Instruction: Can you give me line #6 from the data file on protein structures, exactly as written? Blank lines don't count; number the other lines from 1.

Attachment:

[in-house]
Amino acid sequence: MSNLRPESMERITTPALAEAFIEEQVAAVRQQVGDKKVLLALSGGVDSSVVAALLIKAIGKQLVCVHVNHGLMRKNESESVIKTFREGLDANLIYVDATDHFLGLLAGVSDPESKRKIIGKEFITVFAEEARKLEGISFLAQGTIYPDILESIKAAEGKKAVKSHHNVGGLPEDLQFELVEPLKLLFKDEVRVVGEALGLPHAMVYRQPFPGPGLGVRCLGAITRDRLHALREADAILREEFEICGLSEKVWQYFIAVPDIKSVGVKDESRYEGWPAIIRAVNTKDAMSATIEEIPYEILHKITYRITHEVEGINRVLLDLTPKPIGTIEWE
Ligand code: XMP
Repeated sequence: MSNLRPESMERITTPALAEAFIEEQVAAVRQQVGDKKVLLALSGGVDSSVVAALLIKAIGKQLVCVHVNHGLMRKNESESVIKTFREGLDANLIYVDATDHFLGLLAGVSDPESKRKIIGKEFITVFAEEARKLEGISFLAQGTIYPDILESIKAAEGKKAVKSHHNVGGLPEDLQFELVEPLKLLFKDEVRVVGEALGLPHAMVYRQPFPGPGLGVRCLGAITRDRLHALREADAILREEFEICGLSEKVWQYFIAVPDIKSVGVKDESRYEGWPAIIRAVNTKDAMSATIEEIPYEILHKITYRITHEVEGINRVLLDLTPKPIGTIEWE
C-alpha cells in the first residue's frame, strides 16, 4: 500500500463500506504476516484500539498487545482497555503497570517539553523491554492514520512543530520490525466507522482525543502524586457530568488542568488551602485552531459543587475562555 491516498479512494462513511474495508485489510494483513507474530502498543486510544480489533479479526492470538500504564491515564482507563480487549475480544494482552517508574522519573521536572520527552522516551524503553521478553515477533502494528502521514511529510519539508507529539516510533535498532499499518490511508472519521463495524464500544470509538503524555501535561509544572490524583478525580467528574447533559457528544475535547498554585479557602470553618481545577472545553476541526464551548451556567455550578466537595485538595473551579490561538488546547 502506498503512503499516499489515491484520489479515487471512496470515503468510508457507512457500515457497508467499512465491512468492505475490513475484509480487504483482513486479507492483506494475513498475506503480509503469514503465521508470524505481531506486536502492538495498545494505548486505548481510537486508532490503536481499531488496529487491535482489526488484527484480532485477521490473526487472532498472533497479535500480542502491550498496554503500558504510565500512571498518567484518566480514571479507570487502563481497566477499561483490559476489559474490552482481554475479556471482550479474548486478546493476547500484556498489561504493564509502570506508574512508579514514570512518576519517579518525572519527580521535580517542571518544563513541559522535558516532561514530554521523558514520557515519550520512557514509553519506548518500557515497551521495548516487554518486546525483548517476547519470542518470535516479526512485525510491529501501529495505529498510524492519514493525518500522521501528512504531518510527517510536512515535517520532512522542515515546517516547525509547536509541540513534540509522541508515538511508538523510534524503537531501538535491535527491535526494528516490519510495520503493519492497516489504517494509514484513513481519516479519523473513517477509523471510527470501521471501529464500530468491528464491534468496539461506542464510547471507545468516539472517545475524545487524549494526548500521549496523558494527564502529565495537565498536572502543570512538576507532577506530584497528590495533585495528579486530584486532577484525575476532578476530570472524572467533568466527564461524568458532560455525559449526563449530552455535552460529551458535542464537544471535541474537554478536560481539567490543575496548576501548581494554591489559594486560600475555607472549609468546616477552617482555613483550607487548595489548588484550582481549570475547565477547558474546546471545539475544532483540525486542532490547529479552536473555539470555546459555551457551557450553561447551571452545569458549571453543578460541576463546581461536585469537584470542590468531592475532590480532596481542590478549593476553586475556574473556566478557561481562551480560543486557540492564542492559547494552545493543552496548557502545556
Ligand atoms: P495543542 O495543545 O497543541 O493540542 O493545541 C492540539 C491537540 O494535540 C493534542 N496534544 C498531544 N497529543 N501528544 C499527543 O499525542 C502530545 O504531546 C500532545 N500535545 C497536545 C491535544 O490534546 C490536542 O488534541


Ligand atoms: P495543542 O495543545 O497543541 O493540542 O493545541 C492540539 C491537540 O494535540 C493534542 N496534544 C498531544 N497529543 N501528544 C499527543 O499525542 C502530545 O504531546 C500532545 N500535545 C497536545 C491535544 O490534546 C490536542 O488534541